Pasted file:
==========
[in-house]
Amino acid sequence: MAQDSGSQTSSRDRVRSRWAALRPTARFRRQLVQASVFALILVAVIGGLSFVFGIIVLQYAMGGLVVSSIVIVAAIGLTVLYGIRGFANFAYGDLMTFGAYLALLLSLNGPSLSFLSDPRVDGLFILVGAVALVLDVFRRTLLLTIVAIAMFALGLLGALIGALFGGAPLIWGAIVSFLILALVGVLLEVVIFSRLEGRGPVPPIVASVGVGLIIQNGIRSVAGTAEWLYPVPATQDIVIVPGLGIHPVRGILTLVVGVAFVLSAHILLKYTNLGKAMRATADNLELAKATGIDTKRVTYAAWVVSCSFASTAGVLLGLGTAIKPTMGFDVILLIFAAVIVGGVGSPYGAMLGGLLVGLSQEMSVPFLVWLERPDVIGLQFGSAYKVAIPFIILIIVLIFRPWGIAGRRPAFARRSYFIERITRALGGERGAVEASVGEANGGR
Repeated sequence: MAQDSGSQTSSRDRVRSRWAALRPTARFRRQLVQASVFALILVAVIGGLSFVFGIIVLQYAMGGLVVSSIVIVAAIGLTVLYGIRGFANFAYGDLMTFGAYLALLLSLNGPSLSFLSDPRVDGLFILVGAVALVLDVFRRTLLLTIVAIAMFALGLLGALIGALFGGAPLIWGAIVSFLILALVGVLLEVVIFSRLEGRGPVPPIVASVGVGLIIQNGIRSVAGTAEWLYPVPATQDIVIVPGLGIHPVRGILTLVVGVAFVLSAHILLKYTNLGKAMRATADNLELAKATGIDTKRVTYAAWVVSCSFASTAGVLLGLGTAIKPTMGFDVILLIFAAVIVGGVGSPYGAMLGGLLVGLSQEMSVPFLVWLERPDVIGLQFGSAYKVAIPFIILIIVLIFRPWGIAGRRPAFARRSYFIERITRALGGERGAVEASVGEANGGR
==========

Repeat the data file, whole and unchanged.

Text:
[in-house]
Amino acid sequence: MAQDSGSQTSSRDRVRSRWAALRPTARFRRQLVQASVFALILVAVIGGLSFVFGIIVLQYAMGGLVVSSIVIVAAIGLTVLYGIRGFANFAYGDLMTFGAYLALLLSLNGPSLSFLSDPRVDGLFILVGAVALVLDVFRRTLLLTIVAIAMFALGLLGALIGALFGGAPLIWGAIVSFLILALVGVLLEVVIFSRLEGRGPVPPIVASVGVGLIIQNGIRSVAGTAEWLYPVPATQDIVIVPGLGIHPVRGILTLVVGVAFVLSAHILLKYTNLGKAMRATADNLELAKATGIDTKRVTYAAWVVSCSFASTAGVLLGLGTAIKPTMGFDVILLIFAAVIVGGVGSPYGAMLGGLLVGLSQEMSVPFLVWLERPDVIGLQFGSAYKVAIPFIILIIVLIFRPWGIAGRRPAFARRSYFIERITRALGGERGAVEASVGEANGGR
Repeated sequence: MAQDSGSQTSSRDRVRSRWAALRPTARFRRQLVQASVFALILVAVIGGLSFVFGIIVLQYAMGGLVVSSIVIVAAIGLTVLYGIRGFANFAYGDLMTFGAYLALLLSLNGPSLSFLSDPRVDGLFILVGAVALVLDVFRRTLLLTIVAIAMFALGLLGALIGALFGGAPLIWGAIVSFLILALVGVLLEVVIFSRLEGRGPVPPIVASVGVGLIIQNGIRSVAGTAEWLYPVPATQDIVIVPGLGIHPVRGILTLVVGVAFVLSAHILLKYTNLGKAMRATADNLELAKATGIDTKRVTYAAWVVSCSFASTAGVLLGLGTAIKPTMGFDVILLIFAAVIVGGVGSPYGAMLGGLLVGLSQEMSVPFLVWLERPDVIGLQFGSAYKVAIPFIILIIVLIFRPWGIAGRRPAFARRSYFIERITRALGGERGAVEASVGEANGGR